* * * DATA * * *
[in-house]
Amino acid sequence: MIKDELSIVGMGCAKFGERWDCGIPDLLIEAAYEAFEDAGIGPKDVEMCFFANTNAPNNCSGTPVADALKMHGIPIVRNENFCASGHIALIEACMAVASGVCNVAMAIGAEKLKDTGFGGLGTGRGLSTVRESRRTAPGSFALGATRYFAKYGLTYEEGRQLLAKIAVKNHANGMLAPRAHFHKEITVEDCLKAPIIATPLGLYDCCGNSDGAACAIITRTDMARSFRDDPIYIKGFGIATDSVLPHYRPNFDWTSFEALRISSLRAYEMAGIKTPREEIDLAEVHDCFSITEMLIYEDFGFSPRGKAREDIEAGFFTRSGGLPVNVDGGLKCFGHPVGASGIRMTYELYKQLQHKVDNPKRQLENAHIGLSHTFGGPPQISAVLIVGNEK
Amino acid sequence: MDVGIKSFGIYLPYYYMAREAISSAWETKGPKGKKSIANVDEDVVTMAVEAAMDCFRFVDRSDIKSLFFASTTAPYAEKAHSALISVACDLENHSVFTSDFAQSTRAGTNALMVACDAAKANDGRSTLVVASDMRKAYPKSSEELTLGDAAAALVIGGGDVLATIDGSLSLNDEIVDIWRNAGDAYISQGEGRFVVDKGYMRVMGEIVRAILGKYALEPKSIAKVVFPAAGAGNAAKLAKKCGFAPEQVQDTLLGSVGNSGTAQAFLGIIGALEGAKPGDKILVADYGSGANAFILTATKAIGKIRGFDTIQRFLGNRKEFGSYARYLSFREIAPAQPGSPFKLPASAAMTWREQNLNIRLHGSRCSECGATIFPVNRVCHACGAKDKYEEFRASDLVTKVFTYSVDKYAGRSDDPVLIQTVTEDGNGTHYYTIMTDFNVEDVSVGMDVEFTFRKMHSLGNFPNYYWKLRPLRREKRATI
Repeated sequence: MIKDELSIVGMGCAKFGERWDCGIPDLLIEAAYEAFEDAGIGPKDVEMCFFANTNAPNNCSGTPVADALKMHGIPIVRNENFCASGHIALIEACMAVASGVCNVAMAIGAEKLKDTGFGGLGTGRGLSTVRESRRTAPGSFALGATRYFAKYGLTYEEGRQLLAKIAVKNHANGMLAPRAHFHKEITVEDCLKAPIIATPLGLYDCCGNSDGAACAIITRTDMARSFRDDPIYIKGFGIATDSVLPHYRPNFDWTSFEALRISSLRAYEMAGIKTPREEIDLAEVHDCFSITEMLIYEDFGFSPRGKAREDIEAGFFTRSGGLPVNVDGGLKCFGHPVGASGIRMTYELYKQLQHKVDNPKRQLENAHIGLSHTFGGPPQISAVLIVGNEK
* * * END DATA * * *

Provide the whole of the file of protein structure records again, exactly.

[in-house]
Amino acid sequence: MIKDELSIVGMGCAKFGERWDCGIPDLLIEAAYEAFEDAGIGPKDVEMCFFANTNAPNNCSGTPVADALKMHGIPIVRNENFCASGHIALIEACMAVASGVCNVAMAIGAEKLKDTGFGGLGTGRGLSTVRESRRTAPGSFALGATRYFAKYGLTYEEGRQLLAKIAVKNHANGMLAPRAHFHKEITVEDCLKAPIIATPLGLYDCCGNSDGAACAIITRTDMARSFRDDPIYIKGFGIATDSVLPHYRPNFDWTSFEALRISSLRAYEMAGIKTPREEIDLAEVHDCFSITEMLIYEDFGFSPRGKAREDIEAGFFTRSGGLPVNVDGGLKCFGHPVGASGIRMTYELYKQLQHKVDNPKRQLENAHIGLSHTFGGPPQISAVLIVGNEK
Amino acid sequence: MDVGIKSFGIYLPYYYMAREAISSAWETKGPKGKKSIANVDEDVVTMAVEAAMDCFRFVDRSDIKSLFFASTTAPYAEKAHSALISVACDLENHSVFTSDFAQSTRAGTNALMVACDAAKANDGRSTLVVASDMRKAYPKSSEELTLGDAAAALVIGGGDVLATIDGSLSLNDEIVDIWRNAGDAYISQGEGRFVVDKGYMRVMGEIVRAILGKYALEPKSIAKVVFPAAGAGNAAKLAKKCGFAPEQVQDTLLGSVGNSGTAQAFLGIIGALEGAKPGDKILVADYGSGANAFILTATKAIGKIRGFDTIQRFLGNRKEFGSYARYLSFREIAPAQPGSPFKLPASAAMTWREQNLNIRLHGSRCSECGATIFPVNRVCHACGAKDKYEEFRASDLVTKVFTYSVDKYAGRSDDPVLIQTVTEDGNGTHYYTIMTDFNVEDVSVGMDVEFTFRKMHSLGNFPNYYWKLRPLRREKRATI
Repeated sequence: MIKDELSIVGMGCAKFGERWDCGIPDLLIEAAYEAFEDAGIGPKDVEMCFFANTNAPNNCSGTPVADALKMHGIPIVRNENFCASGHIALIEACMAVASGVCNVAMAIGAEKLKDTGFGGLGTGRGLSTVRESRRTAPGSFALGATRYFAKYGLTYEEGRQLLAKIAVKNHANGMLAPRAHFHKEITVEDCLKAPIIATPLGLYDCCGNSDGAACAIITRTDMARSFRDDPIYIKGFGIATDSVLPHYRPNFDWTSFEALRISSLRAYEMAGIKTPREEIDLAEVHDCFSITEMLIYEDFGFSPRGKAREDIEAGFFTRSGGLPVNVDGGLKCFGHPVGASGIRMTYELYKQLQHKVDNPKRQLENAHIGLSHTFGGPPQISAVLIVGNEK